Jyll Bradley, The Botanic Garden.
Exhibition: 20 September – EXTENDED to 1 March 2009
Jyll Bradley’s new installation of large scale back-lit works, created especially for the Walker Art Gallery, is a response to the artist’s year long exploration of Liverpool’s extraordinary botanic history
The work is a response to the artist’s year long exploration of Liverpool’s extraordinary botanic history. This 200 year history has always been strongly identified with William Roscoe, one of Liverpool’s best-loved figures who in 1803 founded the first Liverpool Botanic Garden.
The garden was Roscoe’s version of ‘elysium’ in Liverpool and in time led to the creation of two more botanic gardens in the city, both of which played an important role in Liverpool’s identity. However, the last garden closed in 1984 amidst bitter labour disputes. The collections were dispersed and stored remotely from public view. The glasshouses were demolished.
Miraculously, today all the collections of the garden remain. The plants live on, as does the Herbarium; the botanic library books; the botanic gardeners and the world-wide connections to other botanic institutions. In short, Liverpool’s mythic botanic ‘garden’ is everywhere and nowhere to be found. Bradley constructs a ‘virtual’ Liverpool botanic garden using a series of large scale documentary -style photographic images. Each is of a ‘real’ scene from the dispersed places and collections associated with the former botanic gardens. In the Herbarium (at the World Museum) two botanists are engaged in pressing an orchid, whilst in the botanic library (the City Library) the head librarian snatches a quiet moment with a beautiful book.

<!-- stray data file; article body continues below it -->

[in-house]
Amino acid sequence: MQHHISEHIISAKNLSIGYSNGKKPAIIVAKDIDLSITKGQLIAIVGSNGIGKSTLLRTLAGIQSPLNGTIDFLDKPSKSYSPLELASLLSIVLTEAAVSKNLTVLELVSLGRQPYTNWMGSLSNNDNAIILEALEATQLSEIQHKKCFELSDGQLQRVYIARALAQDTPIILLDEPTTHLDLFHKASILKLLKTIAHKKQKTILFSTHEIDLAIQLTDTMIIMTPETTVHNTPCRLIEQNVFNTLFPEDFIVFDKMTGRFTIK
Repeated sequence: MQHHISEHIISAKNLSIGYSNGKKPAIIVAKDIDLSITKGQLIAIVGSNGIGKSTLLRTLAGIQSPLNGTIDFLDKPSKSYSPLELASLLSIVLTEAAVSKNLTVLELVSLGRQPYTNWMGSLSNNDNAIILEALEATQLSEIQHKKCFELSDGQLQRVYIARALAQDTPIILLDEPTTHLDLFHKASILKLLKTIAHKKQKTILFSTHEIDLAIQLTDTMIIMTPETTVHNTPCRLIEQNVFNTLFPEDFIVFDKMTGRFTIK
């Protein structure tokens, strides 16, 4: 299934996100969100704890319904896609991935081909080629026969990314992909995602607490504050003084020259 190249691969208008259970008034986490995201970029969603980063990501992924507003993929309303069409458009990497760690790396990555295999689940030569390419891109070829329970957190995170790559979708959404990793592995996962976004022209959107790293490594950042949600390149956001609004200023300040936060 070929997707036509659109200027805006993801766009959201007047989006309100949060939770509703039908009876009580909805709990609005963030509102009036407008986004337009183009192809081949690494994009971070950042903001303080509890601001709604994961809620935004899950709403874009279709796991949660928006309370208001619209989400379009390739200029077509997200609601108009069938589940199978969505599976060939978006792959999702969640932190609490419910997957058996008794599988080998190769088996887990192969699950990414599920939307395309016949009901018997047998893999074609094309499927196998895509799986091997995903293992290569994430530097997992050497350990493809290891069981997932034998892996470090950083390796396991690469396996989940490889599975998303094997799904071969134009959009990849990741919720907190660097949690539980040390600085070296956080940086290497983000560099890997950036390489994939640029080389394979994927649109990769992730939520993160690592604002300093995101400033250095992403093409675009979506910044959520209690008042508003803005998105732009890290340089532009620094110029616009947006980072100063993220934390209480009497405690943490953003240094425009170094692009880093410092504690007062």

Outside the botanic propagating houses (Greenhill Nursery) gardeners on their lunch break chat and sleep. The panoramic format of the images enhanced by back-lighting, imply that these could be stills from a promotional film. Seen as a group they propose an idyllic garden, probably high on any tourist’s ‘must-see’ list in this Capital of Culture year. Yet, in reality, this garden does not exist.
The Botanic Garden explores the almost utopian dream in the city, (which Bradley has felt from many), for a new botanic garden; one which would finally dispel the indignities of the 80’s closure and ‘restore’ its founder. Bradley’s ‘version’ of the ‘garden’ is one which is united only through the imagination, thus playing on the notion that, in disparate times, the image itself becomes a form of wish-fulfilment. Ultimately, that the artist’s and viewer’s eye sees what it most desires.
The Botanic Garden is the last, and perhaps most personal, in a series of works that Jyll Bradley has made during the course of the year; each of which reflects upon Liverpool’s botanic story and the image of William Roscoe. Her artist’s book ‘Mr. Roscoe’s Garden’ will be launched alongside this new installation work.